A very high proportion of consultants has either come up through the ranks or joined from industry. They are subject matter experts, industry experts, team leaders, programme managers and the like, and we and our clients love them for it! Often, however, they are blinkered on the topic of sales, feel uncomfortable when asked to sell our firms’ services and shy away from sales activity, preferring to disappear into valuable client delivery activity, knowledge management or internal training. Why?
The clue is in the first sentence of this post – very few people in consulting firms have come from professional sales backgrounds and whilst IT Services firms tend to have some people with sales training, even these feel more comfortable in a product or solution “features and benefits” world. Professional Services and much of IT Services sales is around “concepts” – there’s nothing to hold, show or point to without creating it from prior client deliverables or accelerator tools, for example.
Sales training is useful in order to make consultants familiar with the “methodology” of sales but, in itself, can create a mechanical process. Adding sales targets to this environment can serve to increase the feeling of discomfort, leading to high stress levels and likely failure. What to do?
More fundamental than the mechanical tools associated with sales is the mindset. I’ve encountered many, many consultants, including at Partner level, who believe that sales is not part of their job description, that trying to sell to a client would damage their trusted advisor relationship and/or that sales is about responding to inbound requests from client organisations. Hmmmm! I can almost smell the fear!
There are many ways to address this but I often find that appealing to the ethical standpoint that all quality consultants have is the best way forward. Would we try to sell something to a client that isn’t in their organisation’s best interests? Would we try to sell them something that we’re not truly capable of delivering? Of course not! Good, so that creates a list of things (that we don’t need to write down!) that we’re not going to raise with them. So let’s look at what we are going to raise.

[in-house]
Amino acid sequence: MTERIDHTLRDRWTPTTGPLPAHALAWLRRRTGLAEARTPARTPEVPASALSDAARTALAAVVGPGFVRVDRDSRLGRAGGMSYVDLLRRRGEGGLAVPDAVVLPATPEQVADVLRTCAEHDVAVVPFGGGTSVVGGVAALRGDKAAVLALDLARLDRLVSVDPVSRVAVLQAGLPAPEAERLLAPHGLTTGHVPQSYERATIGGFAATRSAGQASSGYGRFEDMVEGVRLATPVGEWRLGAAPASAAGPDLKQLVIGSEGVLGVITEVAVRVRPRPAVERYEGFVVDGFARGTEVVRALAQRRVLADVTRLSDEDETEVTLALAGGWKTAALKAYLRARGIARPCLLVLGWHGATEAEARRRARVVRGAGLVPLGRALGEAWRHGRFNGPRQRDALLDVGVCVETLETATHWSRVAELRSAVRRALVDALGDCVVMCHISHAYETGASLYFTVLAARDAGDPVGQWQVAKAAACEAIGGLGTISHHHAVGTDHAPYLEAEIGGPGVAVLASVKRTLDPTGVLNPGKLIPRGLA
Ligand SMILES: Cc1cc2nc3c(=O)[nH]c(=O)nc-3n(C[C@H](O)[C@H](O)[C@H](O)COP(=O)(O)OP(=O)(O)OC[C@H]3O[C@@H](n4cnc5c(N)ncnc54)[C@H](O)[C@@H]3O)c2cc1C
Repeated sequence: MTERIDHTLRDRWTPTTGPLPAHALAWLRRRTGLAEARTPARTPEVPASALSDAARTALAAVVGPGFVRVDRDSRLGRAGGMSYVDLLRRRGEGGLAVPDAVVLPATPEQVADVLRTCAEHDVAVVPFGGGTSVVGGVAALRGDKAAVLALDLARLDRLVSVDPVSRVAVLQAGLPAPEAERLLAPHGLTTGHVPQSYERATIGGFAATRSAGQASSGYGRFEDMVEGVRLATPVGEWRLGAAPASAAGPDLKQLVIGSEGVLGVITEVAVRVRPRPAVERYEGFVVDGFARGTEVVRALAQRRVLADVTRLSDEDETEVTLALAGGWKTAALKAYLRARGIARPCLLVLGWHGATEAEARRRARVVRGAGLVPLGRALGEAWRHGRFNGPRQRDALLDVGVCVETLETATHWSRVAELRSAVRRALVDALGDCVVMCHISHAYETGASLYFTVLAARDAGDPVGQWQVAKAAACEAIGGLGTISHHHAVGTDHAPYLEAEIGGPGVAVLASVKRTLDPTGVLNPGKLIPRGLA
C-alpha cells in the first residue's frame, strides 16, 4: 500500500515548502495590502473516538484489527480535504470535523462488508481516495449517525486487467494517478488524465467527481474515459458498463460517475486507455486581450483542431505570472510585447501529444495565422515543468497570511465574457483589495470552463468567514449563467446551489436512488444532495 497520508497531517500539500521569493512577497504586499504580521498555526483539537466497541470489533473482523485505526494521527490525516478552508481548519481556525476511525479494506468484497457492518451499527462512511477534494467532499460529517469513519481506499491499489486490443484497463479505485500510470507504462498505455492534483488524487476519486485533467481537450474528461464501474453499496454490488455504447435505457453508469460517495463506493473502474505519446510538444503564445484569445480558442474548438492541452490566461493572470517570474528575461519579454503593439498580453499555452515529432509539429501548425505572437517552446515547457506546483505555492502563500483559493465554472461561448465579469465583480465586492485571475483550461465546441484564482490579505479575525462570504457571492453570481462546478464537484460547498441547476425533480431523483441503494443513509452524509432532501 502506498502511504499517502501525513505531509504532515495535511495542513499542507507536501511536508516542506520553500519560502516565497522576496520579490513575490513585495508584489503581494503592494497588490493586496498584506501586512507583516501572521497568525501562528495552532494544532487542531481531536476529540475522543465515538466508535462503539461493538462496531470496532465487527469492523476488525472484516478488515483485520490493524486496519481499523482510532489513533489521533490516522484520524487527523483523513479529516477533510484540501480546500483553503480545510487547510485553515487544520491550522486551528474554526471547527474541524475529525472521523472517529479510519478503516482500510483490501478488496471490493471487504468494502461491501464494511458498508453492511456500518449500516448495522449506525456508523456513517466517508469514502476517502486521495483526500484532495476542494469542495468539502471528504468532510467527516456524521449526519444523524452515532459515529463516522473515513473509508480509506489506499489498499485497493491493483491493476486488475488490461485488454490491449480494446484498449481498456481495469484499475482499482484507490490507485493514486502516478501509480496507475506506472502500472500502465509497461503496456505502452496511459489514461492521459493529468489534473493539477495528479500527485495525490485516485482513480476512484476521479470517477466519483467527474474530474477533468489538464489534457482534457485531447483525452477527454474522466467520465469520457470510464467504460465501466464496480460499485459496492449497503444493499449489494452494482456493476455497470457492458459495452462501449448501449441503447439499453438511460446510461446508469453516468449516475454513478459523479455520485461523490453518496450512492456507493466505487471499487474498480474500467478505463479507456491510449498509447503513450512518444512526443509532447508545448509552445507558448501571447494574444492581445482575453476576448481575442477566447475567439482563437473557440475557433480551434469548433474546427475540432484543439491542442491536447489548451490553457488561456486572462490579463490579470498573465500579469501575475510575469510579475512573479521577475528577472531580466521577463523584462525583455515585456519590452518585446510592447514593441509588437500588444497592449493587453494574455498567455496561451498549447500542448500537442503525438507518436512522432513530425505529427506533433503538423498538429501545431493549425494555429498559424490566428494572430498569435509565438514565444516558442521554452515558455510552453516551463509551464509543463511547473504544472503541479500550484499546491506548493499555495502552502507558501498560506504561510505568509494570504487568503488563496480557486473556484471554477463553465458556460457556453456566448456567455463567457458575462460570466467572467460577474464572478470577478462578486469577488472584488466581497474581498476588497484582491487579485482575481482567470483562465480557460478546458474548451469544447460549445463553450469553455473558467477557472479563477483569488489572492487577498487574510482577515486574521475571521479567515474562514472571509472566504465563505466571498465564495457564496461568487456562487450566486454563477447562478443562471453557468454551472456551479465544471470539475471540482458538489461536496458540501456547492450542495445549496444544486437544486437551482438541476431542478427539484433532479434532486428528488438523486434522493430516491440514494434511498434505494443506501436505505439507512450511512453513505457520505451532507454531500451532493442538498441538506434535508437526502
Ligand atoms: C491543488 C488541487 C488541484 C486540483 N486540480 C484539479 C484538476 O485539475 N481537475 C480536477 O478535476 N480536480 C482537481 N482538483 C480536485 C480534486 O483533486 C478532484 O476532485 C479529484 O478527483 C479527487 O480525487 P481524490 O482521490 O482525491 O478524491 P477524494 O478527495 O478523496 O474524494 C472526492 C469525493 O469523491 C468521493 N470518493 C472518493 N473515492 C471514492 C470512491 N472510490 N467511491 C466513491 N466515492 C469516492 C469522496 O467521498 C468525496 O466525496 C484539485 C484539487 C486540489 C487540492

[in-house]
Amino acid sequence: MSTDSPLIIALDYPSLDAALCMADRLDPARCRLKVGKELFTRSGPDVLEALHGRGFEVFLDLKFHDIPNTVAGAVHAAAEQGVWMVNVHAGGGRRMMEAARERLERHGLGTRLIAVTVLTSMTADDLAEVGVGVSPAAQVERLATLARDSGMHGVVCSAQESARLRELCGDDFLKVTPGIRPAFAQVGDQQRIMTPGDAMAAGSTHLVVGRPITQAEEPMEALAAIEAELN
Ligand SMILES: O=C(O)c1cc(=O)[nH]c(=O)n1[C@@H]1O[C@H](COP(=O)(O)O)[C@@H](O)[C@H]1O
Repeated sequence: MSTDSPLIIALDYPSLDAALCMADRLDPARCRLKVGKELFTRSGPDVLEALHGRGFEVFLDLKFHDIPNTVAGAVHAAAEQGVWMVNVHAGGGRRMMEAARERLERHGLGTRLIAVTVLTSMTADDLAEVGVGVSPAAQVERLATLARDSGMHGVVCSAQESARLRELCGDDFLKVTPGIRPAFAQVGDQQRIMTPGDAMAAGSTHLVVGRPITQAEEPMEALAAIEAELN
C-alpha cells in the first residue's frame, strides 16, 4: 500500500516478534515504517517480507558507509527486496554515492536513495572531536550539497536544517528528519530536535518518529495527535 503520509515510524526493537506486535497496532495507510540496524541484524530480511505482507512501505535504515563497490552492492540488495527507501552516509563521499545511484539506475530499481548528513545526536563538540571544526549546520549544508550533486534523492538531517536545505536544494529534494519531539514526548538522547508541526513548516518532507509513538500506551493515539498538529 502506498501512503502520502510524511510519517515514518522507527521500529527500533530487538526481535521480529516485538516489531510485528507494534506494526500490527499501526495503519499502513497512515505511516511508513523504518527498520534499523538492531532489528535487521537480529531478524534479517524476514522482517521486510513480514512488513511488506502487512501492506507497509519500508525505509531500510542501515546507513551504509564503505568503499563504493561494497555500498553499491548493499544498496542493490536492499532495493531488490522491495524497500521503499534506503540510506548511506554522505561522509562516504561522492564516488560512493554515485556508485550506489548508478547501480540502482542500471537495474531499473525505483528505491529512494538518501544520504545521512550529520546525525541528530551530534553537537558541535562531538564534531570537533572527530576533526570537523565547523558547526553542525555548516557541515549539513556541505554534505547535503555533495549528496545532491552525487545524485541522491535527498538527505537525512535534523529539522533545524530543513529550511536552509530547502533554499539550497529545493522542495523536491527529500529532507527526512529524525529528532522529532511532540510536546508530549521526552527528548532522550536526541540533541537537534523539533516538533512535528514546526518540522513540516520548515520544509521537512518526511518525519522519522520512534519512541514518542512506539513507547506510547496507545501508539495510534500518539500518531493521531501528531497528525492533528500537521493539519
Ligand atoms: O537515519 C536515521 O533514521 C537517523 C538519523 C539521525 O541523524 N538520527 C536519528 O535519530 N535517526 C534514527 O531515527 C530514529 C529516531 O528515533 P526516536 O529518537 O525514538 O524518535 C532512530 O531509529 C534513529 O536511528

Whether we’re focusing on a new business sales campaign or expanding an existing account, understanding the relevant issues that the client or potential client is, or may be, facing is a good start point. We can do that, it’s called research and is part of what consultants are trained to do! Then we match these against our firms’ capabilities and identify which issues we’re able to help to address, using combinations of our capabilities – again, standard consulting stuff known as analysis. Next, we develop our proposition, how we can use our bundle of capabilities to focus on the client problem and produce a solution – otherwise known as design.
OK, so we have our head sorted out and we’ve used our core consultant training to develop something that we can go and talk to a client or potential client about – and it’s not just “something”, it’s something that’s in the client’s interests and something that we are capable of delivering. It suddenly isn’t so “scary” after all, is it?!
Now to put the mechanical sales training to good use!